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Insurance reforms, case backlogs, and COVID protections highlight Judiciary committees’ agendas

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Sen. Jeff Brandes

Sen. Jeff Brandes

Insurance matters — both COVID-19-liability protection and cracking down on insurance fraud — are on the agendas for the Florida House and Senate Judiciary committees for the 2021 session.

Sen. Jeff Brandes, R-St. Petersburg, chair of the Senate Judiciary Committee, said his committee will look at a wide range of insurance reforms, including some based on a pending Florida Bar grievance case. He also said incorporating strategies adopted by courts to help handle cases during the pandemic and continued criminal justice reforms will be on the committee’s agenda.

Rep. Daniel Perez, R-Miami, chair of the House Judiciary Committee, said the committee will be looking at legislation related to Gov. Ron DeSantis’s call for tougher laws on disruptive protesters as well as COVID liability protection.

Rep. Daniel Perez

Rep. Daniel Perez

“Our top priority is going to be the COVID liability aspect of things and making sure we protect the small businesses,” Perez said. “There will be some sort of COVID immunity for those who are responsible in operating their businesses.”

That will include “hospitals and nursing homes, as well as small businesses,” he said.

A bill with the details should be released by the end of January, Perez said.

The next issue “would be some version of a protection of our communities against frivolous rioting,” he said. “The details of that are something we are working on.”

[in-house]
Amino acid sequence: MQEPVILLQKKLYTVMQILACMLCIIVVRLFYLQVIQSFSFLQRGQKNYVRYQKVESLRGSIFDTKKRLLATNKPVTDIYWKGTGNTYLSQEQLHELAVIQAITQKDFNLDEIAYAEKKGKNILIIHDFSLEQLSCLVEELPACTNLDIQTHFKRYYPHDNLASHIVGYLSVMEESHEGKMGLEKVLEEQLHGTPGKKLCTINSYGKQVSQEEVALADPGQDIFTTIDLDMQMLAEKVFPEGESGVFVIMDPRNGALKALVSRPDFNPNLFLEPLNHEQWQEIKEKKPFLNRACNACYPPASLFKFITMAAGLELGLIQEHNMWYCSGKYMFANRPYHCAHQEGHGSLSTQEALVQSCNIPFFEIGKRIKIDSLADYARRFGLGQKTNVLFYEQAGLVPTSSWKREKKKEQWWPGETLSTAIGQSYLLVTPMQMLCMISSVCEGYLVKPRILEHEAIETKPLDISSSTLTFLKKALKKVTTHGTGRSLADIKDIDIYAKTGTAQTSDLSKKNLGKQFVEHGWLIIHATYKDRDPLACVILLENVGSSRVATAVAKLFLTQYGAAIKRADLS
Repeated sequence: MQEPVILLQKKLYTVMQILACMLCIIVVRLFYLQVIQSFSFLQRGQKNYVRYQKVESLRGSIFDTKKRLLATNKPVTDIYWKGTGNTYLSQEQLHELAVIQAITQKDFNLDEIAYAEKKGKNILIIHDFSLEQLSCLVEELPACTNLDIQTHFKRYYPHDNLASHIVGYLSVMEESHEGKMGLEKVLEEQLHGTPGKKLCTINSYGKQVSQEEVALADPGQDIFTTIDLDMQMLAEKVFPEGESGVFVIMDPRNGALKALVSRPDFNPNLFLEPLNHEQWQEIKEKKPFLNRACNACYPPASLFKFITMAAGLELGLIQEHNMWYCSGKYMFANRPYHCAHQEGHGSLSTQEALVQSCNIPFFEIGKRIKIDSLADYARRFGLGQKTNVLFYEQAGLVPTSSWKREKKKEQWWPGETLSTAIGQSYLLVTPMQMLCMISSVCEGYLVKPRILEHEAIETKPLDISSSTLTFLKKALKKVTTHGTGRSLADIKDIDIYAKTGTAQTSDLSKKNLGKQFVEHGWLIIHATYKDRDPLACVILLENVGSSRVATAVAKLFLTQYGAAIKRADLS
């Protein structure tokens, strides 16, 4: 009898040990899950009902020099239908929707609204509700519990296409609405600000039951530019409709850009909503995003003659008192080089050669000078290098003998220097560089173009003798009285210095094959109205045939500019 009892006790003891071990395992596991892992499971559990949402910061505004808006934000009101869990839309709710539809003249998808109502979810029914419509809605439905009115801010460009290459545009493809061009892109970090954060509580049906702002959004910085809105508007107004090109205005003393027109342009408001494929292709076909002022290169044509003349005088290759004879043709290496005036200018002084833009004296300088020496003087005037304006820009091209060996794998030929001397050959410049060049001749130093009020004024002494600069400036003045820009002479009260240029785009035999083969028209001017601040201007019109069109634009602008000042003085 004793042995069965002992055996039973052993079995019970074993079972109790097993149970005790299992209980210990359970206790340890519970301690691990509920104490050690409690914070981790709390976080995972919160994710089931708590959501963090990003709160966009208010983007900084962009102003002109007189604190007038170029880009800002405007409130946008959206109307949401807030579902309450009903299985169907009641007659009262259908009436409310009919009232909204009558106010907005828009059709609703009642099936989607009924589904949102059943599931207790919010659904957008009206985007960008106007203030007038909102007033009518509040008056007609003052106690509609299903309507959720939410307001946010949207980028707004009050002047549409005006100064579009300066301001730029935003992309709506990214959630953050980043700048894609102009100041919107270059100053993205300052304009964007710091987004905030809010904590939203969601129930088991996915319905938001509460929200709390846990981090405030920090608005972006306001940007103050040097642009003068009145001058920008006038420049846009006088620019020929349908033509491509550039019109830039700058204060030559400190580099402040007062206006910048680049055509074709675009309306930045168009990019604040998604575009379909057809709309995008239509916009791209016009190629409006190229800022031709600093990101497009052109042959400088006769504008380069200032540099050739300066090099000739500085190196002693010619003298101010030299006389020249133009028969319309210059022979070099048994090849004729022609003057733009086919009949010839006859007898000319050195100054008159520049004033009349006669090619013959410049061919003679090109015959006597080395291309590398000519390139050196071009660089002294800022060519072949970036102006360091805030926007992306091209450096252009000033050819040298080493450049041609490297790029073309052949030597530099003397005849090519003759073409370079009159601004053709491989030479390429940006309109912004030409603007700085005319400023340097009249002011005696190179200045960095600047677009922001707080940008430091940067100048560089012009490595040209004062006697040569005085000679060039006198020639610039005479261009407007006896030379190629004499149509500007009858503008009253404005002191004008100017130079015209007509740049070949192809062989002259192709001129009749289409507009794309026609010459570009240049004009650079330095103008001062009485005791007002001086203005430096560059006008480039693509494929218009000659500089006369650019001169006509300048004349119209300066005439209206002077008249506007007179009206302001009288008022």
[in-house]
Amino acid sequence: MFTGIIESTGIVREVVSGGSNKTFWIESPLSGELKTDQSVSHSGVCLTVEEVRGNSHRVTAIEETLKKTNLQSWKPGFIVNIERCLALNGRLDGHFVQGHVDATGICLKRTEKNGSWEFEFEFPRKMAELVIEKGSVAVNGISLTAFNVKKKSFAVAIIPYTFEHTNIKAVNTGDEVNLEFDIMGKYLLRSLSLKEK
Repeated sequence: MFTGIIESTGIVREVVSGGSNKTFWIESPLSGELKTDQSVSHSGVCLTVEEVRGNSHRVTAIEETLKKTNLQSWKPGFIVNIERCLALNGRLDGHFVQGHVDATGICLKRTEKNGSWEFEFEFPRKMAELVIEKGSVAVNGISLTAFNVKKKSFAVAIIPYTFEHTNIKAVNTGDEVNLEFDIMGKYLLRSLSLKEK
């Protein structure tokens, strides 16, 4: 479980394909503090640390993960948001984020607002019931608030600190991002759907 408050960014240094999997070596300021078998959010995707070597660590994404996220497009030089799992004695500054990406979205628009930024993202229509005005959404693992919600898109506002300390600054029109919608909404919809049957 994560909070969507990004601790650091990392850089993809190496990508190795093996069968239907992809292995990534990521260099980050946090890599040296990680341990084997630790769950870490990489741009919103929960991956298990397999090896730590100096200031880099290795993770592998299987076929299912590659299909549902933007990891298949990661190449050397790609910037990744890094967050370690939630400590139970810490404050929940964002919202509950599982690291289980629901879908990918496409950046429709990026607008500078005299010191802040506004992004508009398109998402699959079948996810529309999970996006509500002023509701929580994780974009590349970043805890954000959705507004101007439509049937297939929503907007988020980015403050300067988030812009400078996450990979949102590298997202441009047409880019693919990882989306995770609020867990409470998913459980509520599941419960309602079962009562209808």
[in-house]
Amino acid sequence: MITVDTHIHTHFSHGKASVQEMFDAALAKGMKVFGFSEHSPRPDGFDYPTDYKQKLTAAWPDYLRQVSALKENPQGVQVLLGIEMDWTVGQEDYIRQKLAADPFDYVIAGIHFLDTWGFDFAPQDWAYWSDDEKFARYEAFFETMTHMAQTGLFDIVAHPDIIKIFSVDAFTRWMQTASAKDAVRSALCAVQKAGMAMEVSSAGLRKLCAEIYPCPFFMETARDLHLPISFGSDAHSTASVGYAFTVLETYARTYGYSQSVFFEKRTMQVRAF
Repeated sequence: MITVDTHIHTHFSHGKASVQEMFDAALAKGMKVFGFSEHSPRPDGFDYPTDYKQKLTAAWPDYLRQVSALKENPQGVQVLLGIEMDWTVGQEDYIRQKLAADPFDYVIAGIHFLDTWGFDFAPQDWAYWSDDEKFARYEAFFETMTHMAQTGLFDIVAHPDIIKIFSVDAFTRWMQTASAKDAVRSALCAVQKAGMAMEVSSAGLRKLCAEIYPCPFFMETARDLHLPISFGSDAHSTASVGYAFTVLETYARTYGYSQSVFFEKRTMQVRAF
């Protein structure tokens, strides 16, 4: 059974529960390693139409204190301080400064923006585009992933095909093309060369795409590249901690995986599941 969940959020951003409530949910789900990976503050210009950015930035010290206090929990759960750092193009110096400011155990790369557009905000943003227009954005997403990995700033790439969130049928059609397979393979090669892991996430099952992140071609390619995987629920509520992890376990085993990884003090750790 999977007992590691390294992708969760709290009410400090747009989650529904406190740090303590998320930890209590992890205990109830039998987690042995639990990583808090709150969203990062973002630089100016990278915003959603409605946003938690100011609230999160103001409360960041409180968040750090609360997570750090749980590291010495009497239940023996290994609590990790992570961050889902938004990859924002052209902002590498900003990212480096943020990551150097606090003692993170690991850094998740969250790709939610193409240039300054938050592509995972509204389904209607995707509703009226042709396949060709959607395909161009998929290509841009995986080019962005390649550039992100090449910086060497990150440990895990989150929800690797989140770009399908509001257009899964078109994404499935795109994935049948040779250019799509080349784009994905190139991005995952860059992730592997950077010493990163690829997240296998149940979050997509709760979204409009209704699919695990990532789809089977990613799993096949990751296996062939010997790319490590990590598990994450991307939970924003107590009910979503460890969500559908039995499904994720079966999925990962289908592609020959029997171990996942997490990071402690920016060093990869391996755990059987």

Gov. DeSantis in September proposed new legislation — and said it would be a top priority of the Legislature in 2021 — aimed at preventing rioting and disorderly assemblies. He called for felony charges for persons in an assembly of seven or more that causes property damage or injuries or when those in unpermitted protests obstruct traffic.

“We’ve received suggestions from the Governor’s Office and we’re still combing through that,” Perez said. “We’re obviously much closer on that than we were three months ago, but we don’t have specific details.”

Helping the justice system and the state as a whole recover from the pandemic will be a priority, he said, but with the realization that the pandemic has constricted state revenues.

“We’re looking at everything that has been brought to us to find a solution for these COVID problems,” Perez said. “We’re very tight on money because of COVID. We’re continuing to look at revenues.”

He said he and other lawmakers have a “friendly” relationship with the courts and he expects that to continue.

“I’ve gotten along well with the courts, the clerks, and the Supreme Court,” Perez said. “Our job is to make it easier for our constituents and the courts.”

Brandes said he expects that strategies used to keep the courts running through the pandemic will be adapted to improve future court operations.

“You’re going to see the committee focus on the long-term success of the courts and looking at the availability of technology to enhance the courts,” he said. “In civil, we have saved an incredible amount of time and effort of the courts and both the plaintiff and defense attorneys in streamlining that.”